1. Outbreaks of mild food poisoning have been investigated in which heat-resistant Cl. welchii appeared to be the causative organism. The outbreaks were characterized by colic and diarrhoea without vomiting, commencing 8–20 hr. after ingestion of the contaminated food.
2. The strains of Cl. welchii concerned are only feebly toxigenic, and apart from the heat-resistance of their spores, and some colonial characters, fit well into Cl. welchii Type A. The toxin production and the serology of the strains is uniform within an outbreak.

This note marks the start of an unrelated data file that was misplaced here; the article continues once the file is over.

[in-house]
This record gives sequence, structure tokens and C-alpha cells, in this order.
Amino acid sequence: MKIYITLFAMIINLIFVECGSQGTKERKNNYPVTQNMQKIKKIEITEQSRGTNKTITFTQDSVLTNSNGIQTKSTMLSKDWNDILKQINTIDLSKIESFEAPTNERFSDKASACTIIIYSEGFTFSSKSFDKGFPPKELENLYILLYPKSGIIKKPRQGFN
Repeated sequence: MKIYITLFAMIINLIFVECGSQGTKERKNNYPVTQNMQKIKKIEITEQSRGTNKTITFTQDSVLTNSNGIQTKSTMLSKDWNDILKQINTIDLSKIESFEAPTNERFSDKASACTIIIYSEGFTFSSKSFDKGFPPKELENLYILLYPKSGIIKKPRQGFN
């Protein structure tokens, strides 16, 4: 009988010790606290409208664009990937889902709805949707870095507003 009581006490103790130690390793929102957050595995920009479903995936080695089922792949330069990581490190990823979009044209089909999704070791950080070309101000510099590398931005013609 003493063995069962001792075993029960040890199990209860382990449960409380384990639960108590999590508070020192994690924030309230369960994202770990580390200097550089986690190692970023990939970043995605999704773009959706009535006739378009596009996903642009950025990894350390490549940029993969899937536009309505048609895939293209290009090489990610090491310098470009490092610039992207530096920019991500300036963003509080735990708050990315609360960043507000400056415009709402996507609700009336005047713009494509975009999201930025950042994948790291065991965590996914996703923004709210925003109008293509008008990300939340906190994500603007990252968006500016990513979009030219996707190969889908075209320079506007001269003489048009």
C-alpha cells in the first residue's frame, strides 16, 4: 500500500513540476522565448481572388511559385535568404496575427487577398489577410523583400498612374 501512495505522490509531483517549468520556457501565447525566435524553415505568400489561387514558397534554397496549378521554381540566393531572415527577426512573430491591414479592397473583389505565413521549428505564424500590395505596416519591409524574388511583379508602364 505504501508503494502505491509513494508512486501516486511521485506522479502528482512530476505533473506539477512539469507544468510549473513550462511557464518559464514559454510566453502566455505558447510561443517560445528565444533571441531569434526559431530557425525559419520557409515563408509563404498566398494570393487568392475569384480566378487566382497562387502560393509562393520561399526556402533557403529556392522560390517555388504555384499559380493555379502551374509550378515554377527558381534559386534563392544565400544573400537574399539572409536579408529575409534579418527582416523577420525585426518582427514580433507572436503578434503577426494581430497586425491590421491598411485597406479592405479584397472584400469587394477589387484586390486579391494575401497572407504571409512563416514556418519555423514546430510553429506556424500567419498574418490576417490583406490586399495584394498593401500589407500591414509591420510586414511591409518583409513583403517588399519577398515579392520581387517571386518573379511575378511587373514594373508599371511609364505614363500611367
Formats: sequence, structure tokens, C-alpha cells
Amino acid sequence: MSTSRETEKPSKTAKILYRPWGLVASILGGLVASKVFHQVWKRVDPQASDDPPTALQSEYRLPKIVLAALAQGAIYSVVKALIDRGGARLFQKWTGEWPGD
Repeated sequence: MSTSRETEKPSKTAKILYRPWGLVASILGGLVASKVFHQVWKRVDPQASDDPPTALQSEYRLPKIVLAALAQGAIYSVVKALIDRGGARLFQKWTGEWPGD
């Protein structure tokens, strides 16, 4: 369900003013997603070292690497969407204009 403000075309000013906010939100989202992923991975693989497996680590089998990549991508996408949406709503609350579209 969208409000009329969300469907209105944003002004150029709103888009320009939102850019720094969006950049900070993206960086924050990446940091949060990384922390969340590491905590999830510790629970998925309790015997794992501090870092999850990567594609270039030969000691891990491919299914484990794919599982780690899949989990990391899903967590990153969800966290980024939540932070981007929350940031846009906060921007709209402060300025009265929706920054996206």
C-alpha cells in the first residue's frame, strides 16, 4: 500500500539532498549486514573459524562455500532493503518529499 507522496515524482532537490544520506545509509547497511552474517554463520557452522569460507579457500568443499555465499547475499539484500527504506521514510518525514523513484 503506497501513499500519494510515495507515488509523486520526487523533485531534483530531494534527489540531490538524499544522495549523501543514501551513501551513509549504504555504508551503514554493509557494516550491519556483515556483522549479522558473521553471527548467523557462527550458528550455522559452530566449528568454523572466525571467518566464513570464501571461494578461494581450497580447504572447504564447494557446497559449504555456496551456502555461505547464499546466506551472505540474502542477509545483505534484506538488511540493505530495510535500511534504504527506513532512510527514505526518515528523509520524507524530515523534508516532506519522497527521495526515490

3. Mild food poisoning similar to that seen in natural epidemics has been produced in volunteers by ingestion of cultures of heat-resistant Cl. welchii isolated from contaminated meat.
4. Infection is almost invariably due to meat which has been boiled, steamed, braised, stewed or insufficiently roasted, allowed to cool slowly, and eaten the next day, either cold or reheated.
5. Outbreaks of this kind should be prevented by cooking meat immediately before consumption; or, if this is impossible, by cooling the cooked meat rapidly and keeping it refrigerated until it is required for use.